Hours after North Korea tested its third intercontinental ballistic missile (ICBM) on Wednesday, the UN Security Council (UNSC) predictably issued a unanimous and swift condemnation.
US President Donald Trump, who has prided himself on his unpredictable approach to solving the North Korean crisis, tweeted: “Just spoke to President XI JINPING of China concerning the provocative actions of North Korea. Additional major sanctions will be imposed on North Korea today. This situation will be handled!”
Trump’s initial public response differed from past rhetoric, which has included insulting North Korean dictator Kim Jong Un, including during an address before the UN General Assembly (UNGA) in September, when he famously called him “Little Rocket Man.”
On Thursday, however, a day after Trump’s call with Xi, the US president appeared frustrated with Beijing’s inability to use its influence to help moderate Pyongyang’s behavior, returning to his well-known and all-too-predictable pattern of venting on Twitter.
Trump tweeted: “The Chinese Envoy, who just returned from North Korea, seems to have had no impact on Little Rocket Man. Hard to believe his people, and the military, put up with living in such horrible conditions. Russia and China condemned the launch.”
Amid these developments, US foreign policy analysts sought to determine whether North Korea’s latest ICBM test had become a game-changer given its ability to threaten the continental US.
The Associated Press reported on Friday that South Korea’s Defense Ministry had issued a report on Wednesday’s ICBM test, saying it “is potentially capable of striking targets as far as 13,000 km (8,100 miles), which would put Washington within reach… It’s also considerably larger than North Korea’s previous ICBM, the Hwasong-14, and designed to deliver larger warheads … That would seem to confirm the North’s boast after the launch that the Hwasong-15 can carry ‘super-large heavy nuclear warheads’.”
Trump’s apparent strategy is to ratchet up his rhetoric against Pyongyang and particularly its leader, which every time draws immediate condemnation from the president’s domestic political opponents and outrage from the mainstream media, which consider his tweets and rhetoric to be reckless and dangerous. Trump’s strategy is not working. Neither his tweets nor his UNGA address have helped deter Kim from carrying out repeated ICBM tests. Instead, Trump has set up a new and predictable framework of events that are likely to be repeated as Pyongyang pushes ahead with its strategic objective to expand its ICBM program while acquiring new capabilities.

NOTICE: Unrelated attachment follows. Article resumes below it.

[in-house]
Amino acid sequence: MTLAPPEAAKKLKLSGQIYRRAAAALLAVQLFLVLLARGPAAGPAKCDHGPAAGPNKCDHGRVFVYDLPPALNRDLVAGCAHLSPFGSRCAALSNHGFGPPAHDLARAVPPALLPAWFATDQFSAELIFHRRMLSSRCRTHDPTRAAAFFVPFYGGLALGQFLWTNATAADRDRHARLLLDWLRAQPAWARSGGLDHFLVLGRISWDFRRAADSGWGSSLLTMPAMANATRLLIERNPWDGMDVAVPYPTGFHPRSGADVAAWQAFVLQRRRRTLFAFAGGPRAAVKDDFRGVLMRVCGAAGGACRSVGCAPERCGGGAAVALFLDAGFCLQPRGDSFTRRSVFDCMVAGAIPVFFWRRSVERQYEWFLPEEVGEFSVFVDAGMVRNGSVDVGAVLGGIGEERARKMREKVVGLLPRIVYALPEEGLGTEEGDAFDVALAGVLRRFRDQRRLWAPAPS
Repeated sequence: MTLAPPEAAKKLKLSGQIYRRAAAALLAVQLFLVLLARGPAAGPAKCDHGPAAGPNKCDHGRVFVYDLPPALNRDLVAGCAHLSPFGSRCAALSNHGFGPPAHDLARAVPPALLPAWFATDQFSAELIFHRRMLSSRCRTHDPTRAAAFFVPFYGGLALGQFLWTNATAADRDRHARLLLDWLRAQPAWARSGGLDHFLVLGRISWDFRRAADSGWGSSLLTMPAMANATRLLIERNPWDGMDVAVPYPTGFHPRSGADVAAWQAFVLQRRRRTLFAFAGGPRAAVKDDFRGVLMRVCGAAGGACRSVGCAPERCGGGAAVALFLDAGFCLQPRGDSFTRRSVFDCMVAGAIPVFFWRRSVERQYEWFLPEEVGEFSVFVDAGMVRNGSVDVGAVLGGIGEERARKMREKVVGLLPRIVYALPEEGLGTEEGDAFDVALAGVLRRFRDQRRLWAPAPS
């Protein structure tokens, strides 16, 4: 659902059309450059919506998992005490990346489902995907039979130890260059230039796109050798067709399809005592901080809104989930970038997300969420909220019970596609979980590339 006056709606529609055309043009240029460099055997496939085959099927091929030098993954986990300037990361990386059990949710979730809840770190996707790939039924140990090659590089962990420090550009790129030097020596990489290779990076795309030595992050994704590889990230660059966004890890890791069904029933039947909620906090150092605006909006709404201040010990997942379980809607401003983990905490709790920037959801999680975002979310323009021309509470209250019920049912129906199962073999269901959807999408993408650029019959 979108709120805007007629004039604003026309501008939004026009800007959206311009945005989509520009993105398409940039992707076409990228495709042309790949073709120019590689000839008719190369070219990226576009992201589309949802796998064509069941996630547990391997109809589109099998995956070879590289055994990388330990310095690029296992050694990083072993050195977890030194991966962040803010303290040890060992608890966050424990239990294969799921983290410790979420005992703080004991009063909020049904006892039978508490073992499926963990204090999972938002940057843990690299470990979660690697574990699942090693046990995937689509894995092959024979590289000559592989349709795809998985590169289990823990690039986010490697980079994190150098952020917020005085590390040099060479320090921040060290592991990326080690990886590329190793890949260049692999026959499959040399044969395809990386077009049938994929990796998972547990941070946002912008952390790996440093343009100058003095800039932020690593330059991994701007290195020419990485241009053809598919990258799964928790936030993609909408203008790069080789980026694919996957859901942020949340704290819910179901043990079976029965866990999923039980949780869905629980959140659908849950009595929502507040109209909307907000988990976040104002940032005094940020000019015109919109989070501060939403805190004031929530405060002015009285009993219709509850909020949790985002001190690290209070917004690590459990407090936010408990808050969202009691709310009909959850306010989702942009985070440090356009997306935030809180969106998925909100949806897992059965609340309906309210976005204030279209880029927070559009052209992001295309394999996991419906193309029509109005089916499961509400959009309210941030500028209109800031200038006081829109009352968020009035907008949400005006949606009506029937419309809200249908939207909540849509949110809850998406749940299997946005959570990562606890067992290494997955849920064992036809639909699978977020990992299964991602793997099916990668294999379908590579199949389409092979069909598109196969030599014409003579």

Despite the strategic objective to break the cycle of decades of failed US diplomatic engagement with North Korea, Pyongyang appears to have few — if any — incentives to alter its behavior, especially given its demonstrated ability to acquire new military capabilities.
In this context, Trump — through his tweets — has only marginally managed to change the well-established diplomatic framework between Washington and Pyongyang. Meanwhile, the diplomatic process continues to center on the immediate call for UNSC resolutions condemning North Korea every time it tests its nuclear and missile programs.
What is positive is the US State Department’s approach of imposing new sanctions against Pyongyang following UNSC resolutions as part of a strategic objective to close financial loopholes for the regime to fund its illicit nuclear program. This is conveniently ignored by much of the US media, as its persistent focus is on the department’s reported low morale amid Secretary of State Rex Tillerson’s objective to restructure it.
Despite persistent US media speculation about the “immediate” replacement of Tillerson, coupled with the recent decision by former National Security Adviser Michael Flynn to plead guilty for lying to the Federal Bureau of Investigation (FBI) about his conversation with the Russian ambassador, it would be a mistake for North Korea to underestimate the Trump administration because of its domestic challenges.
The US maintains strategic assets in South Korea, Japan and Guam, and has the most superior fighting force the world has ever seen, of which North Korea is keenly aware. As such, Pyongyang is unlikely to alter its strategic objectives and predictable pattern of behavior by treating the Trump administration any different than its predecessors.